One of the mysteries of the English language finally explained.
A small Mediterranean evergreen shrub with yellow flowers and red, three-lobed berries, Cneorum tricoccon (family Rutaceae). Now historical and rare.
Late 16th century; earliest use found in John Gerard (c1545–1612), herbalist. From widow + wail, apparently so called because of the toxicity of these plants.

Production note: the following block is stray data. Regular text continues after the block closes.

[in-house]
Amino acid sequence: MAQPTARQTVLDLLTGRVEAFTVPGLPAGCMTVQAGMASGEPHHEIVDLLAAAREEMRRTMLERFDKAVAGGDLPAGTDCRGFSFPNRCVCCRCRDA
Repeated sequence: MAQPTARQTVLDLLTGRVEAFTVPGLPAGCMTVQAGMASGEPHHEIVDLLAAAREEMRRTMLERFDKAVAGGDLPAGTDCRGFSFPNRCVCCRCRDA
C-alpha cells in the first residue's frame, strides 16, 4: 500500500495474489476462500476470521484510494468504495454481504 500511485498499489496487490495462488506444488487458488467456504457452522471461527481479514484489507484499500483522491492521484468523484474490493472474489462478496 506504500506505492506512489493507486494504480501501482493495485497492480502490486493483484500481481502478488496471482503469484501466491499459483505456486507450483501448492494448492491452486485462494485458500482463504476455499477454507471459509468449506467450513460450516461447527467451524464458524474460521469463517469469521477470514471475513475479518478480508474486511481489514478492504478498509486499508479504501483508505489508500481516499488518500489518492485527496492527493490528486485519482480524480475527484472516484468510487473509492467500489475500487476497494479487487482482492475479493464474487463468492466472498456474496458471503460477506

widow wail/ˈwɪdəʊ weɪl/
In this article we explore how to impress employers with a spot-on CV.